As James Laxer of Rabble.ca writes,

Afghanistan’s President Hamid Karzai is adept at playing to different audiences. In the West, he is an eloquent supporter of human rights and women’s rights in particular; at home, he governs under a constitution based on Sharia Law and reaches out for the political support of misogynist constituencies. As sometimes happens, Karzai’s initiatives at home can cause trouble abroad. American, Canadian and European officials have roundly condemned the reported law. And Karzai will doubtless bow theatrically to acknowledge their expressed concerns at the same time as he does next to nothing to broaden the rights of women in Afghanistan. […]

Let us suppose the Canadian government had actually cared about the rights of women and the education of girls. Instead of entering the lists in a protracted civil war, had Canada invested ten billion dollars to provide schools for girls in parts of the world where the schools would be welcomed, we would have made an enormous contribution. This would have been the most important international development project ever undertaken by Canada.

Instead, we are paying in blood and treasure for a relationship with a regime that is no better than Taliban-lite.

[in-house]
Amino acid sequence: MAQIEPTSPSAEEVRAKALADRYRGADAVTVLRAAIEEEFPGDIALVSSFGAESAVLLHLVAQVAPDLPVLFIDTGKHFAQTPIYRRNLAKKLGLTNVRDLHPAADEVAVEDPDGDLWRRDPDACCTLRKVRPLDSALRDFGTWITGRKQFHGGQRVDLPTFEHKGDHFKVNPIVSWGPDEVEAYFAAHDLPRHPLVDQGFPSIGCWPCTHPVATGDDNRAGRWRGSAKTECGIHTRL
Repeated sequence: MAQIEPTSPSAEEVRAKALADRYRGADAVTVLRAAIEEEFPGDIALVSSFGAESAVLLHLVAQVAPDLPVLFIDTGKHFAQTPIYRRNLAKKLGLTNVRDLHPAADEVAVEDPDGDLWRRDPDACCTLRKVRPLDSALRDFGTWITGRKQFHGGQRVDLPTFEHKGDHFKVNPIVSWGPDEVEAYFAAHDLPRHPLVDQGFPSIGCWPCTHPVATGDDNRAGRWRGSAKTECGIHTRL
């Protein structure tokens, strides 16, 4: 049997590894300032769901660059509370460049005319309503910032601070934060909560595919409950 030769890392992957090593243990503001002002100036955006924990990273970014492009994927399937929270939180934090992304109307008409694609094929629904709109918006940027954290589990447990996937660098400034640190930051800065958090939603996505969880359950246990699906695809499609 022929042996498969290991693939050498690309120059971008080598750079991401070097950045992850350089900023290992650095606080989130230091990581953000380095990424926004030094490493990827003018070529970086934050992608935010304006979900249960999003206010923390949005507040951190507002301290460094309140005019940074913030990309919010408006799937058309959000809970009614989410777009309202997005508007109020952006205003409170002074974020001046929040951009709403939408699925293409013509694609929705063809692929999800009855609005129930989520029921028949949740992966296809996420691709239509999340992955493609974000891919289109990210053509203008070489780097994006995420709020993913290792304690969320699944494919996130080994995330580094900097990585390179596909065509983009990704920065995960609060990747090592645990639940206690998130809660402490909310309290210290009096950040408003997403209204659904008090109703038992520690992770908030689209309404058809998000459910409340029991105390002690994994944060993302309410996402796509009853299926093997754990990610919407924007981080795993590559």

In other words, it should be no surprise that the government there (even a Western-backed, non-Taliban one) doesn’t have women at the top of its priority list, or that Canada hasn’t exactly demonstrated that women are its main concern either.  Interestingly, this article even suggests that many people within the Canadian government and foreign service saw this law coming and remained surprisingly silent about it for quite a while before it was formally passed.

Afghan-Canadian journalist Nelofer Pazira also writes that, while this law is obviously problematic, legal constraints represent only a small part of the challenges that many Afghan women face:

This week more than 100 Afghan women from 34 provinces met in Kabul to discuss the situation of women in the country; they highlighted insecurity as the biggest impediment to their freedom and equality. Most women fear to leave their homes, to attend school or go to work – not because of their husbands, but because they don’t feel safe. Their rights to education, freedom of movement and action are guaranteed in the Afghan constitution, but the gap between words and reality is too huge to be bridged simply by revising a few clauses in a legal document. Sure, we must fight to protect the legal rights of women. But we must also seek ways to bring about change so that legislation is relevant to the lives of women and men in Afghanistan. The majority of Afghans cannot read and write; an even greater majority don’t go to the courts to resolve family and marriage problems. The few who are educated who might seek legal help are sceptical about the rule of law because of the corruption and lack of trust in the Afghan government and the judicial system.

As Pazira says, “spare me the hysteria.”  It’s all well and good to criticise this law, but let’s not pretend that we’re surprised that sexism still exists even without the Taliban, or that we really believe that Western forces in the country are there for the sake of Afghan women.